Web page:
Dress Bustles are a PITA

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Wedding dress bustles are a pain in the… uhh… general area of your dress bustle.  They’re necessary for anybody with a long dress but they usually aren’t easy to handle.

On the bright side, you’re not the one who has to bustle your wedding dress!  On the other hand, you’re the one who has to deal with your bridesmaids when they don’t know how to fasten the bustle.

For the unacquainted, a dress bustle is what’s used to pick up the back of a large dress with a train.  You’ll want your train long and flowy for your ceremony but it needs to get out of the way for dancing and fun at the reception.  That’s where the bustle comes in, typically getting handled between couples portraits (that’s after the ceremony) and before your introduction at the reception.

Bustles are difficult.  Since it’s typically the bridesmaids’ job to bustle the dress, they should plan to attend your dress fitting after it’s been altered.  The seamstress is the one who puts the bustle(s) on the dress and she’s the one who’ll teach everybody how to use them.

Let’s take a look at the different kinds of bustles.  Even though you won’t be the one doing it, having the knowledge of them and how they’re done can allow you to give instructions and micromanage from above.  This’ll allow you to yell at your bridesmaids: “Get your ish together ladies!  They’re color coded for god’s sake!”  (On second thought, don’t do that, bridezilla.)

Single button:  This is the easiest by far.  There’s a single loop that can get picked up and hung on a single button.  That button can be sewn onto the dress separately or you can use one of the buttons that are already on your dress (if it fastens with buttons).  The problem with this type is bustle is that they’re known to break because the entire weight of the train is hanging from a single button.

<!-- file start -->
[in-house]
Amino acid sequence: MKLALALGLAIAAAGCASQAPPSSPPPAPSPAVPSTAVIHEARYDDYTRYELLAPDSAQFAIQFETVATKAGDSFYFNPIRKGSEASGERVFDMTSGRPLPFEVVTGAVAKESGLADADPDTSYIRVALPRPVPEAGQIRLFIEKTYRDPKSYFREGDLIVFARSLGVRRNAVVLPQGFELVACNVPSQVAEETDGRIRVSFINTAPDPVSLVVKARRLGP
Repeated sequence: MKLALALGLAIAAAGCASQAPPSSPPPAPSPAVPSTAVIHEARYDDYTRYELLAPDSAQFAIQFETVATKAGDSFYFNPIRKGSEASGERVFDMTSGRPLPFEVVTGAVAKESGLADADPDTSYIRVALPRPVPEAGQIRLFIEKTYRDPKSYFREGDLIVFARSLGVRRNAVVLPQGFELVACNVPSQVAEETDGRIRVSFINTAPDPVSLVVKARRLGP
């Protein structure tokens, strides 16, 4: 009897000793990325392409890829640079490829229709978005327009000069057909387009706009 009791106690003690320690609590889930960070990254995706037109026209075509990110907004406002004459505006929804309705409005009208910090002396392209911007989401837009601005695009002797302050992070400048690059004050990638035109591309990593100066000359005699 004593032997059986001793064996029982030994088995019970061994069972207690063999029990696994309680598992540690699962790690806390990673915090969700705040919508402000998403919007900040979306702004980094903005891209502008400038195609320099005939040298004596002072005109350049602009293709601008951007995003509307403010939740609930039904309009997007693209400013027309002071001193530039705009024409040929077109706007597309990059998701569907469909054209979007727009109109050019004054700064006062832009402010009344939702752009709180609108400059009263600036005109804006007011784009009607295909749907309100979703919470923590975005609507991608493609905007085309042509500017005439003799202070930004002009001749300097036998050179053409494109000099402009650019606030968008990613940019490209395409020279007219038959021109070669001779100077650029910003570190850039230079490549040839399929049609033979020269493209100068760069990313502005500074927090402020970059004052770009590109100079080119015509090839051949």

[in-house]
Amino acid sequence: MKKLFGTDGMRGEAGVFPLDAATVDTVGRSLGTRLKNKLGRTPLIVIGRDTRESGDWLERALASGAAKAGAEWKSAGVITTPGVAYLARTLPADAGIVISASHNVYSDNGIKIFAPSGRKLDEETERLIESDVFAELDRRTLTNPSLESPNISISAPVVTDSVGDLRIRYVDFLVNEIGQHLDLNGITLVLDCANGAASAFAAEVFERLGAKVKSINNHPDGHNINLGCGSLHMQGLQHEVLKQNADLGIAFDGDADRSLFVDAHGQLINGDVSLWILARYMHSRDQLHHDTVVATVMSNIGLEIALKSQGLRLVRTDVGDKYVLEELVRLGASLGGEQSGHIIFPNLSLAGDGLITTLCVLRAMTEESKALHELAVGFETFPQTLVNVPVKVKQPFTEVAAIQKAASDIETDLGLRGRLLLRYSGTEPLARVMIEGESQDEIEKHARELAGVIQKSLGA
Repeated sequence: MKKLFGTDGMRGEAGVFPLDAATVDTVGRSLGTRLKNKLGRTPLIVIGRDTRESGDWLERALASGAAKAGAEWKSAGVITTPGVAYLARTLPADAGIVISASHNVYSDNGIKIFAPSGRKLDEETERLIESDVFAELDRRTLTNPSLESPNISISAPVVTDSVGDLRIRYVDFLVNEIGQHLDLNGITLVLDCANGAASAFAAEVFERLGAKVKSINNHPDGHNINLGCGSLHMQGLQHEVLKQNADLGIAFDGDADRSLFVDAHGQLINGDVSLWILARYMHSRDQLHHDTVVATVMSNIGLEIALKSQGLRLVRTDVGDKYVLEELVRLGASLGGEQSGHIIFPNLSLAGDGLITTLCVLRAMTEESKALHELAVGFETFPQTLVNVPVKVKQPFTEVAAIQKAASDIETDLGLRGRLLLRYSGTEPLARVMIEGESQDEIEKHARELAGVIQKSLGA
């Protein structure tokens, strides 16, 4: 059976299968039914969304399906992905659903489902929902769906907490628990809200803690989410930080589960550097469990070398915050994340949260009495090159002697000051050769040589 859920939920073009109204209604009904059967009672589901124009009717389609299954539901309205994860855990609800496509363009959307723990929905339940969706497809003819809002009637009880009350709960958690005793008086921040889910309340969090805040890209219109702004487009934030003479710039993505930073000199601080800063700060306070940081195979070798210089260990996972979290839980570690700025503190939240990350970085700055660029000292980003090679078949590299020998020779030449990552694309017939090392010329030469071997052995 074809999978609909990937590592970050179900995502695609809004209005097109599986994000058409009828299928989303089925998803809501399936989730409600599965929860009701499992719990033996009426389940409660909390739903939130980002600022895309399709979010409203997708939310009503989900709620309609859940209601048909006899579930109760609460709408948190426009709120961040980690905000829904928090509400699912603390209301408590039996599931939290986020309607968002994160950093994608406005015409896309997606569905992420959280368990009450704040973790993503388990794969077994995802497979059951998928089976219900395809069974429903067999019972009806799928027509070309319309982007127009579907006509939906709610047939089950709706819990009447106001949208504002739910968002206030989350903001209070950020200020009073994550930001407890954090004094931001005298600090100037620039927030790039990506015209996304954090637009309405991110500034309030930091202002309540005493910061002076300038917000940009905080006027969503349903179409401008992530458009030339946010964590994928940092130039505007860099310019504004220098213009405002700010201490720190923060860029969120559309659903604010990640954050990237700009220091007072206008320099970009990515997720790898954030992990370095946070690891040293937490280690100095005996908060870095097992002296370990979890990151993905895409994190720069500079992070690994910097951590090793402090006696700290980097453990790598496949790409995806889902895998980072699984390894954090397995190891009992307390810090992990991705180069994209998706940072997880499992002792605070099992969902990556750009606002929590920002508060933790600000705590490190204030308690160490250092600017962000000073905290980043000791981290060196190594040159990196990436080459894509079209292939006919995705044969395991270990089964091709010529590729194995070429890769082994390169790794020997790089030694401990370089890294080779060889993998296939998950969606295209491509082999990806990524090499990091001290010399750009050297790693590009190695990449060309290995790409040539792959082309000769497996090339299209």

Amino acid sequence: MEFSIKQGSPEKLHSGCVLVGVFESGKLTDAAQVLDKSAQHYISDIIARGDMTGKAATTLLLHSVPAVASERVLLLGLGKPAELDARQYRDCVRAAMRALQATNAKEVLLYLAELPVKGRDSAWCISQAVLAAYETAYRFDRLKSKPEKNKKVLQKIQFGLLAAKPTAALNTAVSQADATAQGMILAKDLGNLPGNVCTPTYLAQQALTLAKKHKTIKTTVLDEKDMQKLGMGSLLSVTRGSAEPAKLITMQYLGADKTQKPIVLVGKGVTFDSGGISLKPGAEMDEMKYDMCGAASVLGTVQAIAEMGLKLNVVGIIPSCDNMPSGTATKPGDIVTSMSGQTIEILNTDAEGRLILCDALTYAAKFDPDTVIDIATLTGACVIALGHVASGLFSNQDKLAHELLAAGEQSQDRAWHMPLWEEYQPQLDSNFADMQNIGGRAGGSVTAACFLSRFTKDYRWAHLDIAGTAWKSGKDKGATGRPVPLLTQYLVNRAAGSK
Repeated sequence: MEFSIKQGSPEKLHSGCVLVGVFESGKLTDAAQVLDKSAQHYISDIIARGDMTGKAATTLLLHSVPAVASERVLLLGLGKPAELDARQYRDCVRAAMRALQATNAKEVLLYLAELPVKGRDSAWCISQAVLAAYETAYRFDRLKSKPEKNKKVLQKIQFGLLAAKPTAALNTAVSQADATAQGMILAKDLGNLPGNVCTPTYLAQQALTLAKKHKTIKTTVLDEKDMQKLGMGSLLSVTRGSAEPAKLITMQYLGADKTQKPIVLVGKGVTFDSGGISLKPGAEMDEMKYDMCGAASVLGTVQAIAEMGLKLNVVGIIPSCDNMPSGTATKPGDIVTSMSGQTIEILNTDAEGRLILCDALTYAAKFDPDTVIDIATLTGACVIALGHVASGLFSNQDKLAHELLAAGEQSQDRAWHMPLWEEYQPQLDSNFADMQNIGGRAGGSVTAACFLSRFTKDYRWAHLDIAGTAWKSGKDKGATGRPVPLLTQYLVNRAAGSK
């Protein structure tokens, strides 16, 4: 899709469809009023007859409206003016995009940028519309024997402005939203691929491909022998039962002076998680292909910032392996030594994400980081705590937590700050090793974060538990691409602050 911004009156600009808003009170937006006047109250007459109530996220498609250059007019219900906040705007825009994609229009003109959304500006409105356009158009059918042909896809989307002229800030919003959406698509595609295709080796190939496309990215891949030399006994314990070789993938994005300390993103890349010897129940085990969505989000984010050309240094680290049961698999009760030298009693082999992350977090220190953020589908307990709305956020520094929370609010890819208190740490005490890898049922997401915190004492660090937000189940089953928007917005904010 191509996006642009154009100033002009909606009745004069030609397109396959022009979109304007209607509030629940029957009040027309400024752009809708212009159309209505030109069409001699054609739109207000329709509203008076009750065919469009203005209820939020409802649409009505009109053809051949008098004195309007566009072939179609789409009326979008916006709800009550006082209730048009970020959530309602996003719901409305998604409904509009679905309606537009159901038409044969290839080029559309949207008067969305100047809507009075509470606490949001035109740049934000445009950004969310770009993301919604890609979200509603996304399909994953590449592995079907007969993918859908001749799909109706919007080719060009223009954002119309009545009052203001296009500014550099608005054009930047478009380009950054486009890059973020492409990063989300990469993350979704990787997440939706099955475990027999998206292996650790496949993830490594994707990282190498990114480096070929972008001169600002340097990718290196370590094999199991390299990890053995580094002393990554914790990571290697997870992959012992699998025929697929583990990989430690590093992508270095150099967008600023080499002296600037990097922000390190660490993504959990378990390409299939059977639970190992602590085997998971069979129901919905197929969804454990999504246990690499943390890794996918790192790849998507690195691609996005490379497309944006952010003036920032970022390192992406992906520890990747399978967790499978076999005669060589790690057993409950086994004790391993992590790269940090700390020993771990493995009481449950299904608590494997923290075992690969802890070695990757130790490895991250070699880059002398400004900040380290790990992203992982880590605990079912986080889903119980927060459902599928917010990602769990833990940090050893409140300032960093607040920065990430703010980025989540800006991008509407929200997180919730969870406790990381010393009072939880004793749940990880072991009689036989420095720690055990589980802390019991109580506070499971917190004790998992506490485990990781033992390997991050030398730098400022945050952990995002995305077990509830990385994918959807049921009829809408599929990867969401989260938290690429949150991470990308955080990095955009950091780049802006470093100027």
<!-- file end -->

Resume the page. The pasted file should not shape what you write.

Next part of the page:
Ribbons:  This can be fairly complex but it’s possible, and encouraged, to cheat.  With this bustle, you have a series of ribbons on the top and a series of ribbons on the bottom.  They all need to be tied together in the right order.  That’s where the cheating comes in.  Your seamstress can number or color code these ribbons to make it easier for your bustlers.

Buttons and loops:  This is the hardest option because you can’t really cheat.  There are a series of buttons, usually on the inside of the dress, and a series of loops to go with them.  Your best bet is to start from the middle and work your way out.  It’s really easy to miss one button or one loop and then have to undo and redo some of them.

Now do you see why it’s so easy for bridesmaids to forget how this is done?  It’s pretty complicated.  Try not to take your “get your ish together!” frustrations out on them.

Two quick suggestions on how to make this easier.  First, wedding planners are pros at this stuff.  If you have a planner, try to have them supervise, reteach the bridesmaids, or just do it themselves.  (That is, if they’re not running around like crazy directing the caterer, DJ, your parents, etc.)  The other is to have one of your bridesmaids take a cell phone video of your seamstress explaining how to do it.  It’s impractical to re-watch a 5-15 minute video when you’re in the moment, but they can have it handy for reference or, if they’re really dedicated, have them re-watch it a few times before wedding day.

Good luck with your bustle.  It’s a pain to deal with it, but you know what else is a pain?  Dragging your dress train around the dance floor all night.  Good luck!


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